Would you trust a self-driving smart car if it learned how to drive from a video game? That's exactly what some Artificial Intelligence scientists are doing as revealed in a new report of a self-driving AI being taught how to drive using Rockstar Games' Grand Theft Auto V.
Video games have come a long way since the days of Pong, where two virtual paddles bounced a single pixel back and forth. Now, thanks to the complex engines that power some of the world's most expensive video game development projects, AI researches have come around to utilizing video games as resources for their own projects, as detailed in a recent Economist report.
Prineton University computer scientist Arthur Filipowicz apparently encountered a problem while teaching smart cars how to drive: how to recognize stop signs. A pretty important part of driving actually. In order to prevent any serious stop sign-related driving accidents, Filipowicz developed an algorithm that was going to learn how to recognize various stop signs or all different kinds of eras and makes. New signs, old signs, partially legible signs, and everything in between.
Rather than downloading a massive library of stop sign images, or trekking out on foot to photograph real-world stop signs, Filipowicz found a resource that would allow him to generate stop signs out of thin air: Grand Theft Auto V.
Filipowicz found a way to modify a copy of Grand Theft Auto V to work with a self-driving software called "DeepDrive" which allows driving programs control the game. It was a safe alternative to letting an untested piece of driving AI out in the real-world, potentially missing real-life stop signs, and causing real damage.
The series that once caused a massive panic among parents who feared video games would churn out would-be gangsters is now being used to teach a smart car responsible driving. And according to The Economist, this is only one example of A.I. projects utilizing video games, with companies like Microsoft also using some of their interactive entertainment assets to help further AI research.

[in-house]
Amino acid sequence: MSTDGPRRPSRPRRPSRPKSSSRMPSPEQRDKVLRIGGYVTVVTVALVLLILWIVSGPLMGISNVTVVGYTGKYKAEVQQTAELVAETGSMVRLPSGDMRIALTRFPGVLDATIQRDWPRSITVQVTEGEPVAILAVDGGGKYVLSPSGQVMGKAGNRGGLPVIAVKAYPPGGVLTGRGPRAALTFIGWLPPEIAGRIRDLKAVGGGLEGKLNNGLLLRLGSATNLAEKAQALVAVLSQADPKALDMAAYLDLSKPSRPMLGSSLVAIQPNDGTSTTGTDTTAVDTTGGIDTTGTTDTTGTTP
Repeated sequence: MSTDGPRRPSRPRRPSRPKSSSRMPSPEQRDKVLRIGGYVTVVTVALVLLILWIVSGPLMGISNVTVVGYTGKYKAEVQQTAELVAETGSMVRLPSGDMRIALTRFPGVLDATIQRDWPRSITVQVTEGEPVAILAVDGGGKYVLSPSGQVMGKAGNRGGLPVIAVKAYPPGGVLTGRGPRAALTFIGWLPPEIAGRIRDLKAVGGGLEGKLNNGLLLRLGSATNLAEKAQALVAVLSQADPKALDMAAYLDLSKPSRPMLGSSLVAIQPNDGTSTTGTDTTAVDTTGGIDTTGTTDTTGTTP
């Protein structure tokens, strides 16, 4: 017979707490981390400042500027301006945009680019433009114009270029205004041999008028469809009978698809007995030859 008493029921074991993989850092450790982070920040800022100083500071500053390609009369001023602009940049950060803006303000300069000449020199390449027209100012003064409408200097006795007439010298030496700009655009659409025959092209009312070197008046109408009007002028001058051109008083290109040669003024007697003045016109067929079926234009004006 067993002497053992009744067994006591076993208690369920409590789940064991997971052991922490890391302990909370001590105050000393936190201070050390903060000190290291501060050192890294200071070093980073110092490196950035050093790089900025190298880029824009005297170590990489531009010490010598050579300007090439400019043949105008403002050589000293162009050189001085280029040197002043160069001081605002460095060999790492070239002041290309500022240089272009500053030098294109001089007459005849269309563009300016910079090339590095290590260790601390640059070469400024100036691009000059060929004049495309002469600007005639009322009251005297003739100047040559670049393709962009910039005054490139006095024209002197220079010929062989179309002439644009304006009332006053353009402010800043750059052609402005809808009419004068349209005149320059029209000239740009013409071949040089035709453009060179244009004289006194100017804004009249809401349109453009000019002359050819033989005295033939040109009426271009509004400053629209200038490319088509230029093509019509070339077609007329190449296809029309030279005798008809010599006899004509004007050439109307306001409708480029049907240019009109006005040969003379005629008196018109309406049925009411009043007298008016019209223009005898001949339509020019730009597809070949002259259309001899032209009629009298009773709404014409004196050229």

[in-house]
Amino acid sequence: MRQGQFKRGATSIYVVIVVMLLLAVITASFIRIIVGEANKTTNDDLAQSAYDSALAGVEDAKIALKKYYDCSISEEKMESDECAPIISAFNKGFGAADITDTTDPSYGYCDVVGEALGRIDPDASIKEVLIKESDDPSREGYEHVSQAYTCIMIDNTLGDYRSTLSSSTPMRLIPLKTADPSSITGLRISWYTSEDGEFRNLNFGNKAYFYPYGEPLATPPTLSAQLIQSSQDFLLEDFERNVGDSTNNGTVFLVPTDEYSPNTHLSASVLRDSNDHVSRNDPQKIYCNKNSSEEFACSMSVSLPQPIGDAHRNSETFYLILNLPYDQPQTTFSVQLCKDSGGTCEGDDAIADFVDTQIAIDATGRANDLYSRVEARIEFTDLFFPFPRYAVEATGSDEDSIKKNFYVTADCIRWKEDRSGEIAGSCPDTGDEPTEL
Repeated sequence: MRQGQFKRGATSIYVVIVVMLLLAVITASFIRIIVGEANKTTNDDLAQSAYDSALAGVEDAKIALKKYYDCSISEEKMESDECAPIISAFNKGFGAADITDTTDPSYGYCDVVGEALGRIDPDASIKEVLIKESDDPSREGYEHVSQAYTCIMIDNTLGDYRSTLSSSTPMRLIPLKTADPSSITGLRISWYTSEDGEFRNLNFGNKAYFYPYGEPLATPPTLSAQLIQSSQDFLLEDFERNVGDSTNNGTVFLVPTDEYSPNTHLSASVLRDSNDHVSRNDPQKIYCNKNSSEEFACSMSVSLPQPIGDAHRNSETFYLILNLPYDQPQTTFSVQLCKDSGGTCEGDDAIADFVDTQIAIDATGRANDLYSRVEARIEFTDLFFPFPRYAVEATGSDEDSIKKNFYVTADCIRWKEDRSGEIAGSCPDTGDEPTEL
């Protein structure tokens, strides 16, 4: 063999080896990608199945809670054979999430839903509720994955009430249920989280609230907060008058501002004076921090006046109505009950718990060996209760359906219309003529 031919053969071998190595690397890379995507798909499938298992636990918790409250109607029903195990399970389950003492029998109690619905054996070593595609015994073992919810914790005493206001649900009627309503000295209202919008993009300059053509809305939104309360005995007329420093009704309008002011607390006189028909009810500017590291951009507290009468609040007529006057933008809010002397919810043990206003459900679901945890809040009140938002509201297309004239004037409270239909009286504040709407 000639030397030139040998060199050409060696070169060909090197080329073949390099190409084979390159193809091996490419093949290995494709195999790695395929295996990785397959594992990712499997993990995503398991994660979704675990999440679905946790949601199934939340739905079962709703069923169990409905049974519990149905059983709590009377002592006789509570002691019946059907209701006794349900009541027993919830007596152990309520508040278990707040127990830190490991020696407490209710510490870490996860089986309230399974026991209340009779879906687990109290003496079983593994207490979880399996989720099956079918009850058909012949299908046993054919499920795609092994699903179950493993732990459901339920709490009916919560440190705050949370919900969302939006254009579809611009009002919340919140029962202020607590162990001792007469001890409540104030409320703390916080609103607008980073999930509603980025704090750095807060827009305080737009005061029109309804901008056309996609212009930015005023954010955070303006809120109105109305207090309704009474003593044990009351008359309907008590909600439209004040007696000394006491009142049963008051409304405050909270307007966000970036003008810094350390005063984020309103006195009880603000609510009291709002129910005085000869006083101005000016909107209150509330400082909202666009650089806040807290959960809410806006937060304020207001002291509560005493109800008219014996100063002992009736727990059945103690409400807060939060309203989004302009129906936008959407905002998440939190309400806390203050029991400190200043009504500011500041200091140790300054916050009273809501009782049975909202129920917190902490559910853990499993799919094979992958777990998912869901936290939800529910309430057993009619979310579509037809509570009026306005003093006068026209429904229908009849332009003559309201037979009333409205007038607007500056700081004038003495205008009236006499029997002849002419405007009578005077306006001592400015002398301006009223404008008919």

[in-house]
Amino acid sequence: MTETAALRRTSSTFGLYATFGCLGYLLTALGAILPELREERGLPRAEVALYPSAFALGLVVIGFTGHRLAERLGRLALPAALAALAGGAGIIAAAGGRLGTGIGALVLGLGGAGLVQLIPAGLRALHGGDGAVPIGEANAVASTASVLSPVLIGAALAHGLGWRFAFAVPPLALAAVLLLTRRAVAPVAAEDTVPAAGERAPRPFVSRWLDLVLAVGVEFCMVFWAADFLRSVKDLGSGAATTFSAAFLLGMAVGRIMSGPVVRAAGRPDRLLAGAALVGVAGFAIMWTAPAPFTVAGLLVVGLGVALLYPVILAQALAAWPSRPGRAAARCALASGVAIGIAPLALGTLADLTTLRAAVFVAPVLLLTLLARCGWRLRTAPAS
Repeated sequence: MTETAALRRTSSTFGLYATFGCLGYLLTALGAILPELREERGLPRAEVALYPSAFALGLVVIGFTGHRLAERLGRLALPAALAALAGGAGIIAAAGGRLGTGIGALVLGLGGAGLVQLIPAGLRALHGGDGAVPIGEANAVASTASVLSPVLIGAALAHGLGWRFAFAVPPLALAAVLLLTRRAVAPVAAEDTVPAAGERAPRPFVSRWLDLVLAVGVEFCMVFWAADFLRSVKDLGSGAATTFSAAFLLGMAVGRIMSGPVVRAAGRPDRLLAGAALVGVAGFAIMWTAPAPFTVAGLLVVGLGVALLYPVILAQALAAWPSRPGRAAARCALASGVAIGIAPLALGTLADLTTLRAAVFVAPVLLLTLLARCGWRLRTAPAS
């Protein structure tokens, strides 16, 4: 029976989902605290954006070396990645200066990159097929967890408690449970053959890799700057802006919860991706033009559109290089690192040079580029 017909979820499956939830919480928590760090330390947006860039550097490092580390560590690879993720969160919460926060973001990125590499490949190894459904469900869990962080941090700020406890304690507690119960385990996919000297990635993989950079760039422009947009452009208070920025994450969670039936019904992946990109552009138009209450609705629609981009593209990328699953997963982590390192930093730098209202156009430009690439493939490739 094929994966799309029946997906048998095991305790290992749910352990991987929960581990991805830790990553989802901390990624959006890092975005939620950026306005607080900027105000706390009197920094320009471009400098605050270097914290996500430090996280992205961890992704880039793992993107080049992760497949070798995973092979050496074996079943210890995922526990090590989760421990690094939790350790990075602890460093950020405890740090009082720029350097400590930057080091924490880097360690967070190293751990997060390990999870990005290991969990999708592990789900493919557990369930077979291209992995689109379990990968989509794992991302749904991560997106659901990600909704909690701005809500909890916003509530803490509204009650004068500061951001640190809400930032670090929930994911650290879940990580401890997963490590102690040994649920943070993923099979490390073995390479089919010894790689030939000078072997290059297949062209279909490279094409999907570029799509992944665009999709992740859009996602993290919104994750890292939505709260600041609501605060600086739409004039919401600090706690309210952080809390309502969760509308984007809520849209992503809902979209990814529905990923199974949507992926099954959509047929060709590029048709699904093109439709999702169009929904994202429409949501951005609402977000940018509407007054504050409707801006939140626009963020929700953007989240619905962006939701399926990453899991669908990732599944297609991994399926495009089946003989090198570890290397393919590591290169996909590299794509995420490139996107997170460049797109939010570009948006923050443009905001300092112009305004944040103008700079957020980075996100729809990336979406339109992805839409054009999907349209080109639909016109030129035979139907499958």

Microsoft and Dr. Katja Hofman for example are pioneering an AI companion through the popular game, Minecraft--while Activison Blizzard announced in 2016 that the company is letting AI researchers use StarCraft II for scientific research purposes. There's even a private research group in San Francisco that open-sourced popular games like Valve's Portal 2 for AI research.
Thanks to video games' rules-based systems, they are the perfect training grounds for teaching how to interact with systems of logic and restrictions, which is important for artitifical and natural intelligence programs. DeepMind's founder Demis Hassabis cautions that one of the biggest factors in using video games for AI training is ensuring the AI doesn't cheat, which would null the rules-based structure of video games.
Lastly, the fact that AI and video games are both virtual constructs allows researchers to bypass the need for physical machines, which can drive up costs as labs begin to scale up. David Silver, an employee at DeepMind, explains, "Robots have gears and wheels and motors, and all sorts of fiddly things like that. You end up spending a lot of time doing maintenance work."
As AI continues to advance, and merge with everyday bits of technology such as cars and smartphones, it's interesting to see researchers utilize existing video games. As an intersection of arts and technology it's refreshing to see video games used in such forward-facing, scientific research. I personally would love to see an AI try and tackle Spelunky, a constantly shifting game with strict rules that would be perfect for testing adaptive thinking.